We now have clearer guidance on the meaning of "regular pay". "Regular" in relation to salary and wages is defined as pay that "cannot vary according to a relevant matter" (e.g. company or personal performance) unless the variation in the amount arises from a "non-discretionary payment".

Non-discretionary payment are essentially variable payments for:

  • Overtime, fees, commission or piece rates;
  • additional or exceptional responsibilities;
  • timing of shifts;
  • payments made in recognition of similar matters.

These do count as regular pay provided there is no discretion about how the amount is to be calculated.

In line with HMRC Guidance the 20 May Treasury Direction also makes it clear that, when calculating the reference salary, benefits provided through salary sacrifice are not included.

The new Treasury Direction now also provides that the reference salary for those being furloughed after a period of unpaid leave, paid statutory family-related or sick leave, or other reduced rate paid leave immediately after statutory leave, should be calculated as if the employee had been on paid annual leave receiving normal pay required under the Working Time Regulations during those periods. It does not shed any further light on what normal pay is in these circumstances.

Statutory Sick Pay (SSP)

The Treasury Direction provides that where SSP is in payment or due to be paid, furlough cannot begin until immediately after the end of the 'period of incapacity for work' for which the SSP is being paid or due to be paid.

The HMRC Guidance suggests employers can furlough employees already on sick leave, but this was inconsistent with the 15 April Treasury Direction which made it clear that employees entitled to sick leave could only be furloughed once that period of sick leave has ended, even where SSP was not claimed.

However, the new 20 May Treasury Direction has removed the words "whether or not a claim to SSP is made" and added the words "the end of that period of incapacity for work is determined by an agreement between the employer and employee". As such, the employer and employee can now apparently agree to end a period of SSP in order to start furlough (notwithstanding continuing SSP eligibility) although we suggest advice is taken before this option is exercised.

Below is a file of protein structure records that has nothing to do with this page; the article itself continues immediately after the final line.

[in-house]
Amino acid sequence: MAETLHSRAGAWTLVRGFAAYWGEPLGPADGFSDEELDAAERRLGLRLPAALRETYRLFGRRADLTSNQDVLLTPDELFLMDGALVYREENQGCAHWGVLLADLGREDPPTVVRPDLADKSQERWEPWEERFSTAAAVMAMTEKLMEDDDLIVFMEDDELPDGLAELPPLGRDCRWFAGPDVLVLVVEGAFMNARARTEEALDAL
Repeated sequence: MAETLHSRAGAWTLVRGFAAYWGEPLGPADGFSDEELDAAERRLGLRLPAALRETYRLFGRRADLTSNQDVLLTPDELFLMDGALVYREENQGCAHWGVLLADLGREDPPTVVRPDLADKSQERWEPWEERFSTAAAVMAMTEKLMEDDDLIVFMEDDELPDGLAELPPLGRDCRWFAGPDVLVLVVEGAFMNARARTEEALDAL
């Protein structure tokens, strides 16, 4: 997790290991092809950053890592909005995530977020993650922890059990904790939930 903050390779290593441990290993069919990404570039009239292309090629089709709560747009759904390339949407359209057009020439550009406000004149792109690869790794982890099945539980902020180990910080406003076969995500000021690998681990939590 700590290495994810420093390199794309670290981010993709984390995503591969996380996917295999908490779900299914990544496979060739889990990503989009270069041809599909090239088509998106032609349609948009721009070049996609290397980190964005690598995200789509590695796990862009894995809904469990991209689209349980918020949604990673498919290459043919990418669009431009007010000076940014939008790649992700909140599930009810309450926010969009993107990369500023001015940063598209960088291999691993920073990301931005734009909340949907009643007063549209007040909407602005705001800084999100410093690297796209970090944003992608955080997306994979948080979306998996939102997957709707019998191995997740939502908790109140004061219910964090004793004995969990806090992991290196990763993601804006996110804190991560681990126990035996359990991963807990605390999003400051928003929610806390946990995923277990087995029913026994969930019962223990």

Unpaid leave

It remains the case that, a claim under the CJRS cannot be made for a period of unpaid leave. If an employee went on unpaid leave on or before 28 February, you cannot furlough them until the date on which it was agreed they would return from unpaid leave. However, the 20 May Treasury Direction now allows that where a period of unpaid leave started before 1 March 2020, and the employer and employee reached an agreement before 20 March to end it earlier than originally planned, the employee can be put on furlough after the revised end-date for the leave.

Company directors/Pensions Trustees

A company director will not be treated as doing work (and therefore outside the CJRS) where they are simply making a CJRS claim for, or paying wages to, an employee of the company. Fulfilling duties as a trustee or manager of an occupational pension scheme is also permitted (except where the employer's business is the provision of occupational pension scheme independent trustee services)


The 20 May Treasury Direction:

  • Specifies the relevant date for TUPE transfers to be 28 February (not 19 March) in line with the current HMRC Guidance.
  • Aligns the Direction with the Guidance to clarify that the CJRS applies to TUPE business transfers from an insolvent transferor.
  • Clarifies that transferors are able to claim for employees whose furlough periods did not last 21 days because of a TUPE transfer.

Also see our updated Coronavirus Job Retention Scheme (CJRS) - FAQs